Taking Stock of Grizzly Recovery After 2018’s Delisting Debate
During the fall of 2018, grizzly bears in the Greater Yellowstone area were busy fattening up before winter, hoping to pass the annual fitness test of hibernation, when bears will lose up to one-third of their body weight. As grizzlies dug for roots and grubs or sparred with wolves over deer, however, the terms of the species’ relationship with human beings became the center of public attention.
In 2017, the U.S. Fish and Wildlife Service had removed Yellowstone grizzlies from the federal list of threatened species, turning management authority over to the state wildlife agencies of Wyoming, Montana and Idaho. But a coalition of nonprofits and Native tribes challenged the decision in court, leading to a public hearing in a packed Missoula courtroom on August 30, 2018, just days before grizzly hunting seasons were set to begin in parts of Wyoming and Idaho near Yellowstone National Park.
After twice delaying his ruling and the hunts that hinged on it, federal judge Dana Christensen made his decision on September 24: Citing the importance of Yellowstone grizzlies to the species’ larger national recovery, Christensen returned the bears to the federal list of threatened species—one tier of protection down from “endangered”—blocking all hunting and mandating continued habitat protection as outlined by the Endangered Species Act.
Grizzly Recovery and Delisting: The Larger Picture
When grizzlies were added to the endangered species list in 1975, fewer than 700 lived south of Canada. Scientists estimate the species once numbered around 50,000 bears in the Lower 48, but a century of human encroachment into grizzly habitat—and general persecution of all predators—had pushed the Great Bear to the brink.
Recovery began with that first federal listing, and in 1982 a management plan detailed the work ahead, naming six recovery zones and population targets for each. Thirty-five years later, Greater Yellowstone had met its recovery goal of roughly 700 bears, prompting the subpopulation’s delisting in 2017.
To the north, bears in Montana’s Northern Continental Divide Ecosystem (NCDE) now number over 1,000 and delisting remains a possibility as soon as 2019. The recovery of these groups within the ecosystems anchored by Glacier and Yellowstone national parks bears witness to both the grizzly’s natural resilience and the remarkable collaborative work of government agencies and other conservation-minded groups and individuals.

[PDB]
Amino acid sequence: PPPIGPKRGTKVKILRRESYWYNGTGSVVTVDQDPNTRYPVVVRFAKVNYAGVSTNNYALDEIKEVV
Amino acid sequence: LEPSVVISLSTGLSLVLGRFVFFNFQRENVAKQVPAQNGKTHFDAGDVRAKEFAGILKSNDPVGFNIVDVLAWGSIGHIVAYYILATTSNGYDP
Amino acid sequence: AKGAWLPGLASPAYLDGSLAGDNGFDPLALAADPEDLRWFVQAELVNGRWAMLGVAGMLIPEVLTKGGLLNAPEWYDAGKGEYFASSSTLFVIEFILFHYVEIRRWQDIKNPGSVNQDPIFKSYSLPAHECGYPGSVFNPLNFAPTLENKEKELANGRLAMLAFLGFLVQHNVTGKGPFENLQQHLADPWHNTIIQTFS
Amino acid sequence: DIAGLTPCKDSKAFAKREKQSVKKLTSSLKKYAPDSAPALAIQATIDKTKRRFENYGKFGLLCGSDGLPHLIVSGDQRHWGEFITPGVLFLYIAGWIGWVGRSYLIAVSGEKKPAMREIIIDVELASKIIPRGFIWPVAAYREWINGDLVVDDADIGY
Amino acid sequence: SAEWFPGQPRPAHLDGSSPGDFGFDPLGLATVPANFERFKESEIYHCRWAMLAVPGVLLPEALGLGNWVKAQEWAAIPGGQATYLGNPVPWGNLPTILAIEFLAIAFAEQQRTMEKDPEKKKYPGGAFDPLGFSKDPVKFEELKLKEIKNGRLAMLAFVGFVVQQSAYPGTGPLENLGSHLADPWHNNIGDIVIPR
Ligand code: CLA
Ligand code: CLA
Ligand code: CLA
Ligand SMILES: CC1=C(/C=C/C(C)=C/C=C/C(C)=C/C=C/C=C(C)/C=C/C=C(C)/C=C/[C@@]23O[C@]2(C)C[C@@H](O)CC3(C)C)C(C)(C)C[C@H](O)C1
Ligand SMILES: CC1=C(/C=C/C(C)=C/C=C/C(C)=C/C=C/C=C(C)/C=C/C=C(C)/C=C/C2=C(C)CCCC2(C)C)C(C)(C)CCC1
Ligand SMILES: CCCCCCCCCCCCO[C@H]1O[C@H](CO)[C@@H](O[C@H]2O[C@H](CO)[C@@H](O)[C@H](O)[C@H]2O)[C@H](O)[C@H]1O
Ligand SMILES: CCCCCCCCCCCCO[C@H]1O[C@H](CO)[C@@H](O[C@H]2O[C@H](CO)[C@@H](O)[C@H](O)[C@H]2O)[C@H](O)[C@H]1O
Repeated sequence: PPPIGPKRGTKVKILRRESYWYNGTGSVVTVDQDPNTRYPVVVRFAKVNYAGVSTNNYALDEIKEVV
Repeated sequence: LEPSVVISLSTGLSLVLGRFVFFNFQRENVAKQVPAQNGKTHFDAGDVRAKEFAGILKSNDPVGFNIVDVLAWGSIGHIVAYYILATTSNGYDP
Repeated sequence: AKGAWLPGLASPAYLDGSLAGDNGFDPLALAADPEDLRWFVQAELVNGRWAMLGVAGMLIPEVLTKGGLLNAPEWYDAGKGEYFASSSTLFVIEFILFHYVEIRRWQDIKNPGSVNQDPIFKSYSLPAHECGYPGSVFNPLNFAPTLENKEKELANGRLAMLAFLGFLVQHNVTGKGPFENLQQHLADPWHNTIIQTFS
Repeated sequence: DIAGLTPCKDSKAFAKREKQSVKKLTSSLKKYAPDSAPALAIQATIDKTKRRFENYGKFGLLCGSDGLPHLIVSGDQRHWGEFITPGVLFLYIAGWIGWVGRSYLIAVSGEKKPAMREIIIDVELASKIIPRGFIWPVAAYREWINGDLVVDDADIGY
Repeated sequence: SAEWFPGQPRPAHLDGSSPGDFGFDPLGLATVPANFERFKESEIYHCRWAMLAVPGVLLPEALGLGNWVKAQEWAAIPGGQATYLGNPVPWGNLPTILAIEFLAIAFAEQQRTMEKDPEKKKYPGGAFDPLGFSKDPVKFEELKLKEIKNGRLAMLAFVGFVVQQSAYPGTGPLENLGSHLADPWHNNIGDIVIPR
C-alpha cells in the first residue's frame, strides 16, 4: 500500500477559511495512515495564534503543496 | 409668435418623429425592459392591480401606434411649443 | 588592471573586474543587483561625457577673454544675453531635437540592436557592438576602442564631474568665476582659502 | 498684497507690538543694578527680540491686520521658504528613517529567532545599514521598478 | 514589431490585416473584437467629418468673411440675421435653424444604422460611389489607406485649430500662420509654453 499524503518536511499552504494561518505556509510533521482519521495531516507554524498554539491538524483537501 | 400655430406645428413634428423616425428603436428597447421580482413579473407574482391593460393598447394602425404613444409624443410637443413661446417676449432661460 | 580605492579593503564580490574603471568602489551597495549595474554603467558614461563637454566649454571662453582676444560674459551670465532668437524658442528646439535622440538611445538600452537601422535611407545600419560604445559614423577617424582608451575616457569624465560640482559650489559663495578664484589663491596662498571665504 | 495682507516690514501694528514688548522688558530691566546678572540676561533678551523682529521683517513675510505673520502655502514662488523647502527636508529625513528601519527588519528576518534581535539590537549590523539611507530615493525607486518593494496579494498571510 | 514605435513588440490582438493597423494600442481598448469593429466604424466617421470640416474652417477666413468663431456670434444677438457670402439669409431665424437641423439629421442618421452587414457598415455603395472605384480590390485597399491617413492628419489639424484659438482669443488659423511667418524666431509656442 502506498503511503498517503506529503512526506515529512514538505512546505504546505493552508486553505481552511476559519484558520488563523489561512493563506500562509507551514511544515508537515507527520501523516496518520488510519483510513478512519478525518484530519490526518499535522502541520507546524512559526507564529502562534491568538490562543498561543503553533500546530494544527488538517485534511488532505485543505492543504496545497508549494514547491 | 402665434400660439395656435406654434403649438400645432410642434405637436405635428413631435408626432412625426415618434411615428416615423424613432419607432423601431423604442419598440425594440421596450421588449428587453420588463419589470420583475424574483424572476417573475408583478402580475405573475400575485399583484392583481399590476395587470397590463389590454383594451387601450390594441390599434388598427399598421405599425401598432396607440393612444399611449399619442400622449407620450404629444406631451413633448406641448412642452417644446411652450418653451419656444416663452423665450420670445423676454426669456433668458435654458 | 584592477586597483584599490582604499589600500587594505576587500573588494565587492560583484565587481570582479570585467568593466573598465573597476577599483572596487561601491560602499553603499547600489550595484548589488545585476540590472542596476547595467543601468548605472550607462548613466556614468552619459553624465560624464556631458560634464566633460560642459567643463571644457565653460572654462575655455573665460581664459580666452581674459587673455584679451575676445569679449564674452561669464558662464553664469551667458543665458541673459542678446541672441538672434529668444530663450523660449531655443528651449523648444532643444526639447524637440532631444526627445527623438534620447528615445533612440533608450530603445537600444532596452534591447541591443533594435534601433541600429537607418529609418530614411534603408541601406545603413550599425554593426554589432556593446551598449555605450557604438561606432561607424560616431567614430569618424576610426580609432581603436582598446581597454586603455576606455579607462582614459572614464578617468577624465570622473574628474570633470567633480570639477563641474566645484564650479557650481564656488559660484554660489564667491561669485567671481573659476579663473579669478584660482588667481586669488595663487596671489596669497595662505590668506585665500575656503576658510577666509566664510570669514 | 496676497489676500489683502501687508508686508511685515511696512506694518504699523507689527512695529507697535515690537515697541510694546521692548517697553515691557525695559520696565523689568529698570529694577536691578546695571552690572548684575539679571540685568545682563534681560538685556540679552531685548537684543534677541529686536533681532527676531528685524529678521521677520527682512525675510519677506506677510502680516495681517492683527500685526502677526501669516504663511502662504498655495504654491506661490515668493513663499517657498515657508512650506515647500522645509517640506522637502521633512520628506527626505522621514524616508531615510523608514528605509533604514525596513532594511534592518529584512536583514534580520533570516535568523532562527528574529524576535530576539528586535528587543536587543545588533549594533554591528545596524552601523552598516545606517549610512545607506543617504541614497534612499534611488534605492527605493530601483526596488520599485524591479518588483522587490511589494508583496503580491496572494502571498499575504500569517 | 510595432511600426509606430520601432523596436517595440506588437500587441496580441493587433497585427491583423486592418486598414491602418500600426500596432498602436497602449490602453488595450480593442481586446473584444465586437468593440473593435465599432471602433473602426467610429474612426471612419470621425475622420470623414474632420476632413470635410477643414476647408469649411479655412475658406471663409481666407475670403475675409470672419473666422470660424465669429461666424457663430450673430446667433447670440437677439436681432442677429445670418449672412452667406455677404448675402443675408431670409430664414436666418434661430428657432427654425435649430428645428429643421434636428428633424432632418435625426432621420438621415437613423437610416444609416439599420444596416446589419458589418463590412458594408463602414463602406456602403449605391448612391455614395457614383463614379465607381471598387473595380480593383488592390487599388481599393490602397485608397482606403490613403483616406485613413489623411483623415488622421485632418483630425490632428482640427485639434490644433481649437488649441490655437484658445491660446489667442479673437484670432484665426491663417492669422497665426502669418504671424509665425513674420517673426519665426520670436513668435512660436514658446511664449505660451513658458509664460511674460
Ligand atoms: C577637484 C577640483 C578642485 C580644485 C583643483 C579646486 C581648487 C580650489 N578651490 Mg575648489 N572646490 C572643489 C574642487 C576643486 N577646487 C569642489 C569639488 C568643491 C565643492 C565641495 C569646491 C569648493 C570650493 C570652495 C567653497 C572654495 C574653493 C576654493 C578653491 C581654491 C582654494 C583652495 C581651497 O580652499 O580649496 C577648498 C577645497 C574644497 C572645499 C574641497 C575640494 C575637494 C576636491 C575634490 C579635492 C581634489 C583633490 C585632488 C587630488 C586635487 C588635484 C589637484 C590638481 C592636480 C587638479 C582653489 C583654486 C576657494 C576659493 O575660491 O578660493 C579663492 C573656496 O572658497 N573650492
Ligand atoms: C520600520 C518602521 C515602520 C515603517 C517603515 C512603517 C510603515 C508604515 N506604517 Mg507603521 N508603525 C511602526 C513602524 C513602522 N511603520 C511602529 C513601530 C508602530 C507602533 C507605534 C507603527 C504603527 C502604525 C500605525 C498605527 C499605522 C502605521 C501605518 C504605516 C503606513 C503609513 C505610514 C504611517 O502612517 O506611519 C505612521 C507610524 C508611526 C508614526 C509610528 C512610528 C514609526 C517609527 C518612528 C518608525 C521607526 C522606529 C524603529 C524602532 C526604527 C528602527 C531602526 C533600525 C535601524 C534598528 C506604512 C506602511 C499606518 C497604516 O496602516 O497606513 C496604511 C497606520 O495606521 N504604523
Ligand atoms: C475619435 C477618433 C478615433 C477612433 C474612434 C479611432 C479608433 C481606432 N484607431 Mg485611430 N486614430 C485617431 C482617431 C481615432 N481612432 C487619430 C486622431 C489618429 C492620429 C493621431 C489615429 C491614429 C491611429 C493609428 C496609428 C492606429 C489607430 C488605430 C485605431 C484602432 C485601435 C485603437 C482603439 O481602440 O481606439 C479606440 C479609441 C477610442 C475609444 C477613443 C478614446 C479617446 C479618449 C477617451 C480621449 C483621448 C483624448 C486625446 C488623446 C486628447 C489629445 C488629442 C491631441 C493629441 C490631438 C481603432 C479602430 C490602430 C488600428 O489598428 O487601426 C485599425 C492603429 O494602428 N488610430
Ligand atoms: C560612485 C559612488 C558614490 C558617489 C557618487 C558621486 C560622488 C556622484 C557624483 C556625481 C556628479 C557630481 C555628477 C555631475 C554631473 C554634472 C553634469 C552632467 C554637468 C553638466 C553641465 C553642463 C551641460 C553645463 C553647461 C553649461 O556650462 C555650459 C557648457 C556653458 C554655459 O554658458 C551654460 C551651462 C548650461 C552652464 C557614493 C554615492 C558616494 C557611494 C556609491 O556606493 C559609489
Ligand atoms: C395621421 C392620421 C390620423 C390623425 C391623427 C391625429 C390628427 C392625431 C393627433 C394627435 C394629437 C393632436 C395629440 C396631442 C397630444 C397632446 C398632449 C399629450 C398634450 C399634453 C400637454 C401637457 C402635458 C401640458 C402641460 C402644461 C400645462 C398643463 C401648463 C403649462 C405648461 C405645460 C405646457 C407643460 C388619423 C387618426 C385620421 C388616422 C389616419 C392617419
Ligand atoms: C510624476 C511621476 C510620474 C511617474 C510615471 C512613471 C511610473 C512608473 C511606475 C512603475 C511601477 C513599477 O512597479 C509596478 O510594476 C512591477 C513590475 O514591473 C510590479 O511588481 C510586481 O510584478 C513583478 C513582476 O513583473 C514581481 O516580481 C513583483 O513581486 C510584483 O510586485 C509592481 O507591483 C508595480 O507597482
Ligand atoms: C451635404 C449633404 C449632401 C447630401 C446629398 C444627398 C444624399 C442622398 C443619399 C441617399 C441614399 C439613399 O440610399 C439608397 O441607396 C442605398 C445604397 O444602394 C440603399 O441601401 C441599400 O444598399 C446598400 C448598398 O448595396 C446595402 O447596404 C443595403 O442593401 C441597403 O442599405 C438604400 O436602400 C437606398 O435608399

But the situation is different in the other four recovery zones. Recent DNA analysis reports fewer than 50 grizzlies persisting in the Cabinet-Yaak Ecosystem of northwestern Montana while the Selkirk Mountains of northern Idaho and northeastern Washington host an estimated 30 bears south of the border. Idaho’s Bitterroot Ecosystem and Washington’s North Cascades both feature vast cores of protected bear habitat, yet neither recovery zone sees more than rare vagrant grizzlies within its boundaries.
If grizzly bears are to develop stable populations in all six recovery zones, a combination of habitat protection and conflict prevention must allow bears from Greater Yellowstone and the NCDE to naturally range across the region. Connecting habitat will also gain importance as climate change alters the grizzly’s dietary landscape, forcing bears to travel farther as they adapt to shifting seasons and food availability.
Grizzly Bear Delisting: Where Vital Ground Stands
When it comes to delisting, Vital Ground does not hold an organizational position “for” or “against” specific federal proposals. As a land trust, we hold fast to our mission of protecting habitat and preventing conflicts, work that will endure regardless of the grizzly’s federal protection status.
While we view grizzly recovery in Greater Yellowstone and the NCDE as a hard-earned conservation success, much work remains to achieve Vital Ground’s larger vision of a linked landscape from Yellowstone into Canada across which bears and other wide-ranging species—from wolverine to mule deer to bull trout—have room to roam and adapt. The grizzly’s long-term recovery in the Lower 48 will not be determined by a single listing decision but rather by sustained regionwide collaboration between federal and state agencies, Native tribes, conservation groups and the communities of grizzly country.
At Vital Ground, we’re all about teamwork. In 2017, our roundtables with wildlife experts showed us the most urgent places for habitat protection and conflict prevention. Our conservation work in 2018—from stopping subdivision in the Kootenai Valley to a dozen new conflict-prevention partnerships—are the results of sharpened strategy put into action.
Just as the grizzly’s yearly pattern of foraging and hibernating continues amid the delisting debate, our own work is far from finished.